Aberdeen FC chairman Dave Cormack has admitted the Dons’ “dream” to build a new stadium at the beach is at risk of falling apart.
And the businessman has warned that accompanying plans to revive the seafront won’t get off the ground without such a focal point to bring people to the area.
He cautioned that the city centre “cannot afford” the loss of footfall that would come with the side instead building at Kingsford.
In an exclusive statement to the Press and Journal, the Dons boss revealed fears the popular Pittodrie replacement will remain “in doubt” until there is the “political will to make it happen”.
Dave Cormack issues beach stadium warning amid ongoing uncertainty
He addressed the lingering doubt as as councillors prepare to meet next week to discuss major beach regeneration plans.
The club will only be dissuaded from relocating to the outskirts of Aberdeen if the authority helps to fund the £80 million seaside stadium.
That, at one point, seemed likely.
But Aberdeen City Council has had a change of heart since the May 2022 elections, when the SNP and Liberal Democrats ousted the former Tory and Labour leaders.
And in recent months, there have been dire warnings about how financially stretched the body is.
Hopes high for Aberdeen turnaround – but where does council stand on football stadium?
Mr Cormack spoke out as a raft of reports landed in the inboxes of elected members.
Talks are taking place on major changes to Union Street and progress on the reinvigorated Aberdeen Market is gathering pace.
Councillors will be asked to drive forward a £50m initial phase of work aimed at turning the beach into an attraction.
A coastal football stadium has been listed by many Aberdonians as the component of the beach project they are most excited about.
But in the new dossier, there were just a few fleeting allusions to what is now referred to as a “potential stadium”.
One note simply described the highly sought-after 16-18,000-seater ground as “an option”.
However, a business case for the entire £440m beach revamp indicated that the lasting success of the events field and expensive playpark would be “heavily dependent” on later additions.
Dave Cormack: ‘A new stadium at the beach remains in doubt’
However, it’s not known when the necessary business case for the potential stadium will be completed. Things can’t get going until that is in place.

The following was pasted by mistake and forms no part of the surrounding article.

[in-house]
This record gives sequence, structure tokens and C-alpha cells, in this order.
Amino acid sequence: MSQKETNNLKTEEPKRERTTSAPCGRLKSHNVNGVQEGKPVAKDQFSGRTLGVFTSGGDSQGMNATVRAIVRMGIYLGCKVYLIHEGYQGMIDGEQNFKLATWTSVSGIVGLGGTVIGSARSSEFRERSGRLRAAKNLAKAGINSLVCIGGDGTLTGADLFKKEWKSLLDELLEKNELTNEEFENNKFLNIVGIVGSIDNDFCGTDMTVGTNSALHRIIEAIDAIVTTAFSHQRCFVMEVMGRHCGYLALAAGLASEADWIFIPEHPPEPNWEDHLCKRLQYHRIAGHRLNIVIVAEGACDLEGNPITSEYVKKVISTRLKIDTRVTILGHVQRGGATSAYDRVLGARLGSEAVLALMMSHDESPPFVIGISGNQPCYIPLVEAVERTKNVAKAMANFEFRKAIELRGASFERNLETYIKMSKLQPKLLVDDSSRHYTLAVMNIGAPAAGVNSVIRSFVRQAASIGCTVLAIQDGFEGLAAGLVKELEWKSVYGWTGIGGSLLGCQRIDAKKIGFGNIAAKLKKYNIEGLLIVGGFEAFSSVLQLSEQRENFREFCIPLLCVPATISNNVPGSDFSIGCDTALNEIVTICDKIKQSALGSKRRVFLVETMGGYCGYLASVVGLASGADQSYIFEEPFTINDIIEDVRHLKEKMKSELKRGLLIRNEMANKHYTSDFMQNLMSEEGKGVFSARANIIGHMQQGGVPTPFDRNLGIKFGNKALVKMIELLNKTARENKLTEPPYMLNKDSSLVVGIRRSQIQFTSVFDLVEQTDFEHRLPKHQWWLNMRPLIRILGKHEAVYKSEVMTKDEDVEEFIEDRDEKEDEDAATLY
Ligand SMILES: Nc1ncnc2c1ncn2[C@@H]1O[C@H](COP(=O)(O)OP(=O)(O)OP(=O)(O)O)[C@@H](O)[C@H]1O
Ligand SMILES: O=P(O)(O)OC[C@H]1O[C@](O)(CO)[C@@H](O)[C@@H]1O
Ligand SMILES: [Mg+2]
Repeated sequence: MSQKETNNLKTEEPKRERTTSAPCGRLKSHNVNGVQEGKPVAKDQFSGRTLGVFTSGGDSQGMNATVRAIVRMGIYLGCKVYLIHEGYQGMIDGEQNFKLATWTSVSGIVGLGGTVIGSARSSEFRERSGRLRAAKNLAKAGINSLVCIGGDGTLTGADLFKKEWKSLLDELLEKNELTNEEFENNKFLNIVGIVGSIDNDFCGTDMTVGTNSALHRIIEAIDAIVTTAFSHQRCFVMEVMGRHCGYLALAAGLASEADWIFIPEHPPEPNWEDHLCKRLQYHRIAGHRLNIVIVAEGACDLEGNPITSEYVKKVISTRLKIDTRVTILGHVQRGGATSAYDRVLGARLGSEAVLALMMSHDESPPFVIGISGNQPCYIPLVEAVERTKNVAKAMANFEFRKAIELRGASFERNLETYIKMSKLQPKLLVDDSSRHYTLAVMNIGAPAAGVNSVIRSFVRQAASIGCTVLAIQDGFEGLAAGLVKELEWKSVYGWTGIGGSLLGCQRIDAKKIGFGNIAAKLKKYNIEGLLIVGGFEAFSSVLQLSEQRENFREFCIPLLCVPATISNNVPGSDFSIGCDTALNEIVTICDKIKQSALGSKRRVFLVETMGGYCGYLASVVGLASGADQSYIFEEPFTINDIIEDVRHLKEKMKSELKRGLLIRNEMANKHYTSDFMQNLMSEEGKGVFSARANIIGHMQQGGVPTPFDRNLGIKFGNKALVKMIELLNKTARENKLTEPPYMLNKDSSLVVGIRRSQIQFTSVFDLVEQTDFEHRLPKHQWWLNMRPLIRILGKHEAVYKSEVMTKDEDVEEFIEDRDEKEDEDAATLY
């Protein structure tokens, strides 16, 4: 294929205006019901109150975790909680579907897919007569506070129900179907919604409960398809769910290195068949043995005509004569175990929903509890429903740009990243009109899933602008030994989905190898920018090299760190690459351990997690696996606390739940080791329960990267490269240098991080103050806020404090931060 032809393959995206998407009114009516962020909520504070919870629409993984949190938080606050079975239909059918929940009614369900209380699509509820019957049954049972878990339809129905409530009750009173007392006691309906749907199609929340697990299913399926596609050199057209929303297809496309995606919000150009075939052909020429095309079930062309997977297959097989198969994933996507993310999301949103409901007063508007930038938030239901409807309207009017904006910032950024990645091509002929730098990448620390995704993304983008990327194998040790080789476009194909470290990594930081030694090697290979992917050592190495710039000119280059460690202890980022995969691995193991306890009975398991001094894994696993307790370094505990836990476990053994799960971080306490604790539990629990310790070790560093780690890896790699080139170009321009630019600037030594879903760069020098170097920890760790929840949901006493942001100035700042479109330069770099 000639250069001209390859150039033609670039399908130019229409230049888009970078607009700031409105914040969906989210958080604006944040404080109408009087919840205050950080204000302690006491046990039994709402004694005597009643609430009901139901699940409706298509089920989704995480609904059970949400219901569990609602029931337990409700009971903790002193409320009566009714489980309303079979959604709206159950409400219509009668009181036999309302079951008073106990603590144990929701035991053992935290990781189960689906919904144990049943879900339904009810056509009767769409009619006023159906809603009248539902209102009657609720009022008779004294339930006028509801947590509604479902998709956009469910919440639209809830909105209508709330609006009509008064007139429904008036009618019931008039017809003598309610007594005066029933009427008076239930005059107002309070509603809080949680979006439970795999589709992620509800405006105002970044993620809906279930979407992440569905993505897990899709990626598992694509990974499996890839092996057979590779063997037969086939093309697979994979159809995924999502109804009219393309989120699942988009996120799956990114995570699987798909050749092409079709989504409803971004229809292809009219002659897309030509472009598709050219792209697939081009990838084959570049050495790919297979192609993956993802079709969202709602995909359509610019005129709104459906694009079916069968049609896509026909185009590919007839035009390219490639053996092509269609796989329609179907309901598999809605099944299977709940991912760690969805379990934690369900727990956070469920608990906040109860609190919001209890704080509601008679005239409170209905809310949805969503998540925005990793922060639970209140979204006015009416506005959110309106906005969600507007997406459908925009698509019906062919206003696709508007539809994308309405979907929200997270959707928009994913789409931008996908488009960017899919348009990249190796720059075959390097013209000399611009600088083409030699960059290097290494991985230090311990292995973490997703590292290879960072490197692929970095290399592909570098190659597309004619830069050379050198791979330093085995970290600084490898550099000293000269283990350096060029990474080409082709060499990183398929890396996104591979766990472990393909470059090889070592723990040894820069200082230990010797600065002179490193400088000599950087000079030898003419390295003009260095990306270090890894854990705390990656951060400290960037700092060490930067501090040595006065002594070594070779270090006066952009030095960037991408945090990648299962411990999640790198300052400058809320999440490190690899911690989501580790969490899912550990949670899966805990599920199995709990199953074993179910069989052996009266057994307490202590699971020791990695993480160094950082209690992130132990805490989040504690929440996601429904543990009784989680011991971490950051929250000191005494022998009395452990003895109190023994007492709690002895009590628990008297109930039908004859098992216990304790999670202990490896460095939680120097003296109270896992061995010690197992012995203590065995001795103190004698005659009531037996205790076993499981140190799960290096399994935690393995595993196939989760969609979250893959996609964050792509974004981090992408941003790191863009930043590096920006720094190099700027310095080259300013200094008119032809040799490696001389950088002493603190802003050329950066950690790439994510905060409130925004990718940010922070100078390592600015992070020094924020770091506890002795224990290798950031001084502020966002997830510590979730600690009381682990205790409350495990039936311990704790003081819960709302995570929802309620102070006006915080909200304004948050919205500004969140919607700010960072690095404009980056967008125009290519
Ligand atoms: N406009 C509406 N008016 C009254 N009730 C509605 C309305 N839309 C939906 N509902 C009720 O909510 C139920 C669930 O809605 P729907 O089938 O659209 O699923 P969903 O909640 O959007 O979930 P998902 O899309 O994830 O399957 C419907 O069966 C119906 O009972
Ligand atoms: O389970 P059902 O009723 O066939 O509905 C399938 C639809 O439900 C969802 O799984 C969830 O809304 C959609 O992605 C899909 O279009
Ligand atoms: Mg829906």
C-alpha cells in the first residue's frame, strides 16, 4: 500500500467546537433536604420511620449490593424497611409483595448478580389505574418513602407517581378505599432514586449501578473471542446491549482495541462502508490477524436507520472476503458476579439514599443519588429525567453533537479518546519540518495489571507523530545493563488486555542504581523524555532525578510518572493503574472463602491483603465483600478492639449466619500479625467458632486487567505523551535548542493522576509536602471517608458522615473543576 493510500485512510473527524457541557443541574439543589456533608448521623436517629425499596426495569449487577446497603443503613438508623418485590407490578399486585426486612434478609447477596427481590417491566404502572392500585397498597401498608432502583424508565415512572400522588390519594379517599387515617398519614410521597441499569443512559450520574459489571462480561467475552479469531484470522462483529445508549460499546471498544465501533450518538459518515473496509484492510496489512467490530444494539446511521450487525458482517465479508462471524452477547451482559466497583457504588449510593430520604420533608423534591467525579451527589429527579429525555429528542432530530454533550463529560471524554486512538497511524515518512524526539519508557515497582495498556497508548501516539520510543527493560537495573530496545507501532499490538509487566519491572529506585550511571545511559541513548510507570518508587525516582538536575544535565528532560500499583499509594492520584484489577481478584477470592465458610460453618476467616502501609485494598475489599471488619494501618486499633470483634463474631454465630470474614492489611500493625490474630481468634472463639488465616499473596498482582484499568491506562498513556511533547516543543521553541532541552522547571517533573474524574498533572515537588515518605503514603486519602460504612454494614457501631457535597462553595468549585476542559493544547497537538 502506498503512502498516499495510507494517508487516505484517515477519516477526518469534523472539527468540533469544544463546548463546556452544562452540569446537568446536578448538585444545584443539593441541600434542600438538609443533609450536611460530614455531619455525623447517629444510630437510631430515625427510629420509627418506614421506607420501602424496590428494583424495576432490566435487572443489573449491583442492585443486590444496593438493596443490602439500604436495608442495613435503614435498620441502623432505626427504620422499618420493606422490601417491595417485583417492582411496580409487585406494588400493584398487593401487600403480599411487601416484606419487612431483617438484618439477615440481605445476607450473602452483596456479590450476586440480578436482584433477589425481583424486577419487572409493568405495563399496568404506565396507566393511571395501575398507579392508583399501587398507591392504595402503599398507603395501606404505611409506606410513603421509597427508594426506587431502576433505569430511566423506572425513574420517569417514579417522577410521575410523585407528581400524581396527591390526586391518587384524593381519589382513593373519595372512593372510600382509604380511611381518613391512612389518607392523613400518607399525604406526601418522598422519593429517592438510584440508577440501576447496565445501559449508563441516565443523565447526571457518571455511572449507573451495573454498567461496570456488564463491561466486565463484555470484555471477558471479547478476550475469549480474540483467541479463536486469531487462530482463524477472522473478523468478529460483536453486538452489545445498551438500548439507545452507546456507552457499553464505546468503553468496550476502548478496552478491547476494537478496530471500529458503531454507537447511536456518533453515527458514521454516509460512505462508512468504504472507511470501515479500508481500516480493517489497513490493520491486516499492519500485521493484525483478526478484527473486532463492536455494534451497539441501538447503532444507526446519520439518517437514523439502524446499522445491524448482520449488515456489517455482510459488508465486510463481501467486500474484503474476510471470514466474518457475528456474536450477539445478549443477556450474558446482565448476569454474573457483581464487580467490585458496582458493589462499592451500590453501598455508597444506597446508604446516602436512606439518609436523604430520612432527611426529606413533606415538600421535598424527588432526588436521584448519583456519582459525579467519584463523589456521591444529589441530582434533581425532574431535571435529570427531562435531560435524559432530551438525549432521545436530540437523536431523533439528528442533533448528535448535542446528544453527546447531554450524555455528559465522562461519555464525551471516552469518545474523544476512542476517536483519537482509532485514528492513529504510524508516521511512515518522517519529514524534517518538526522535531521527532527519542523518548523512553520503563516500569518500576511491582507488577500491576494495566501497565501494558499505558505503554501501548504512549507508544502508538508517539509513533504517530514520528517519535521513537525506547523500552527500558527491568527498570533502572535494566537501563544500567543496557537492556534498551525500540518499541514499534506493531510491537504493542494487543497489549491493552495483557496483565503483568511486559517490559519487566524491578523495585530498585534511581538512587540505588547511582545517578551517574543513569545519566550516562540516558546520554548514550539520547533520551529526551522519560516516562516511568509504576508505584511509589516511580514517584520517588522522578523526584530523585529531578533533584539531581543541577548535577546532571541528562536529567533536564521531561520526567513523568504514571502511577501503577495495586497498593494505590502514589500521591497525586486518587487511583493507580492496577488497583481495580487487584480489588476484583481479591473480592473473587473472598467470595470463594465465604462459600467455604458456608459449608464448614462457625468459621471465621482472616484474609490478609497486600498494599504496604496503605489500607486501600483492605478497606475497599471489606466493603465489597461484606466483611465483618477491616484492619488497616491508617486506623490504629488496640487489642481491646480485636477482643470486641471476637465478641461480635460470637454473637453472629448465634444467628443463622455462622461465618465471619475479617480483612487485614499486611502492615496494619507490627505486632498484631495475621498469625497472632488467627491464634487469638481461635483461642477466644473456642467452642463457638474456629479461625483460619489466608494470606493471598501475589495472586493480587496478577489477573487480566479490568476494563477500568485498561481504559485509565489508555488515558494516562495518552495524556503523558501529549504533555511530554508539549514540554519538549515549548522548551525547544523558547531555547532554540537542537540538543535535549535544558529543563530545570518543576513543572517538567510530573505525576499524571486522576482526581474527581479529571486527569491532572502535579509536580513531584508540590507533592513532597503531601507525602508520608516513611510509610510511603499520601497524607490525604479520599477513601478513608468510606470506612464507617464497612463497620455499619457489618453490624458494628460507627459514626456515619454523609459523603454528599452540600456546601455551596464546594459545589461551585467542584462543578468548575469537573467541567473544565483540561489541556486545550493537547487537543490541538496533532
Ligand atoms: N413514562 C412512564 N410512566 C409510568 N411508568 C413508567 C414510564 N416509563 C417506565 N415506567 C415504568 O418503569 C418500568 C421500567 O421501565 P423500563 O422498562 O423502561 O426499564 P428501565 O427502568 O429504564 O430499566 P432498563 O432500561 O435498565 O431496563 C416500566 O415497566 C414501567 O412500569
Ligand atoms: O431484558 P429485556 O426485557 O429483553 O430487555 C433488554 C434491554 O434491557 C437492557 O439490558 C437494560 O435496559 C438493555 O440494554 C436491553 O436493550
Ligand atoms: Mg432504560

And the Dons are seeking some assurance that the stalemate could soon be resolved.
Mr Cormack said: “Until there is a full business case and the political will to make it happen, a new stadium at the beach remains in doubt.
“The club is convinced that a beachfront stadium and associated community sports and leisure facilities would be transformational for the city.
“Successful regeneration projects require a centrepiece that drives socio-economic value.
“Indeed, elements for phase one of the beachfront masterplan are ‘heavily dependent’ on other developments such as the Beach Ballroom and proposed leisure facilities.”
City centre ‘can’t afford to lose Dons’
Last year, a report commissioned by the Dons and Aberdeen City Council predicted that the new stadium would inject £1 billion into the local economy over the next 50 years.
The club chairman believes it’s an opportunity the city shouldn’t miss.
Mr Cormack continued: “Crucially, it would keep the club in the city centre, which cannot afford to lose any further footfall.”
‘We will do our utmost to collaborate with the council’
And the businessman insists that the knock-on benefits of a thriving beach and city centre will be vast.
He added: “Our energy industry and other businesses are struggling to attract people to come and work in Aberdeen.
“Becoming the renewable energy capital of the world is nothing but a pipedream unless there is significant capital investment in facilities and infrastructure that transform the city centre.”
Mr Cormack cited Teesside and Newcastle as places that have “made significant strides” in attracting the “thousands of green jobs that will be created by the energy transition”.
“For future generations of Aberdonians, we cannot let this renewable energy opportunity slip through our hands,” he urged.
The impassioned chairman concluded: “We will continue to do our utmost to collaborate with the council when they revisit the business case for the next stage of the beach masterplan, which we hope will be before the end of the year.”
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How tide has turned on beach stadium idea within council HQ
The football ground has been pencilled in as part of the local authority’s multi-million-pound proposals to regenerate the seafront for more than two years.
It all began with local leaders approaching club chiefs in early 2021, eventually persuading them of the benefits of remaining in the city.
The Dons later confirmed the coastal spot as their preferred site, over Kingsford.
But they say they’d need some financial contributions from the authority to make it happen, and that has become the sticking point.
There was shock when, only months after being elected, the new SNP and Lib Dem leaders, Alex Nicoll and Ian Yuill, ruled out any public cash.
Christian Allard was named the new leader of the SNP group when Mr Nicoll stood down after a year, and became council co-leader in May.
Councillors will discuss the future of the beach during a meeting on Wednesday.